The Du Château manor house complex, Hrubieszów
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The Du Château manor house complex



A rare example of a Baroque suburban manor house, currently serving as a museum.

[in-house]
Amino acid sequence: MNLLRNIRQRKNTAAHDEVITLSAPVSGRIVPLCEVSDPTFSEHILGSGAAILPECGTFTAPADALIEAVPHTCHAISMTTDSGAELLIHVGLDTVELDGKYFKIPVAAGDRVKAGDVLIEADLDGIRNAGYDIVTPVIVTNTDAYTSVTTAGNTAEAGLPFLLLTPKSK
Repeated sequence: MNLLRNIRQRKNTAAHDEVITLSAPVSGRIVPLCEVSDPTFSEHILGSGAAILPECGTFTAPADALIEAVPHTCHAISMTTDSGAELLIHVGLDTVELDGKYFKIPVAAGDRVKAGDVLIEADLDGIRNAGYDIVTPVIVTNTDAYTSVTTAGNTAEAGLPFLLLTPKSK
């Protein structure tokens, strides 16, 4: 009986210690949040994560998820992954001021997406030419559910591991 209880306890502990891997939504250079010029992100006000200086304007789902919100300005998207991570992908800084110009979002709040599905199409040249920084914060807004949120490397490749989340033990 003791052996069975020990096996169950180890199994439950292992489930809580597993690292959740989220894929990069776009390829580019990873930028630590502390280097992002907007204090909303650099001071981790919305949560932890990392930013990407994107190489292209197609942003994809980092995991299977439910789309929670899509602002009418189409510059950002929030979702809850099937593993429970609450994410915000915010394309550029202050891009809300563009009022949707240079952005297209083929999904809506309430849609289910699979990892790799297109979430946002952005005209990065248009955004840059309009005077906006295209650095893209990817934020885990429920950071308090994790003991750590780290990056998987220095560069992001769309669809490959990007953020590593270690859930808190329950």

The very first mentions of the town in written sources date back to the year 1255; in 1400, Hrubieszów received municipal rights. From the first half of the 15th century, the town served as a seat of crown land tenants; during the 18th century, it remained the property of the Potocki family of the Pilawa coat of arms. Franciszek Staley Potocki, the voivode of Kiev and the last person to actually perform the role of the local starosta (alderman), had a wooden manor house here, located near the castle ruins. The house was recorded in the 1772 inventory, prepared at the time when the title of the starosta was being passed to his son, Stanisław Szczęsny. In the context of the above inventory and the subsequent ownership history of the site, the date of construction of the existing manor house remains unclear, especially since its Baroque overall shape would seem to suggest it might have been built earlier than the date “1791” placed on the portico would seem to indicate. In the late 18th and early 19th century, the Austrian government allocated the Hrubieszów district to count Ignacy Cetner, the voivode of Bełż; as a result, Hrubieszów became a private town. Soon afterwards, the land was sold to Aleksander and Anna Sapieha, who purchased it on behalf of Stanisław Staszic, who had no right to hold land in the Austrian territory due to the fact that he was not a member of the nobility. In 1816, Staszic established the famous foundation known as the “Hrubieszów Agricultural Association”. The manor house was excluded from the foundation property and donated to Józef Wężyk-Widawski as a sign of recognition of his achievements in the field of the law. Surrounded by a small garden leading up to the river, with a total surface of just a few morgen (with one morgen being the equivalent of about 0.5 hectares), the manor house retained its character of a suburban residence. In 1812, it was purchased by Jan Terlecki, a pharmacist by profession, who established his pharmacy on the premises. Following the acquisition of the manor by Piotr Aleksander Du Château - a descendant of an officer of the Napoleonic army and also a pharmacist - in 1848, the house would remain in the hands of a single family for more than a century. The very last private owner of the manor house was Maria Du Château née Mazaraki, from whom the house was purchased in 1971 to serve the needs of the local community, becoming a museum and the seat of the Regional Society.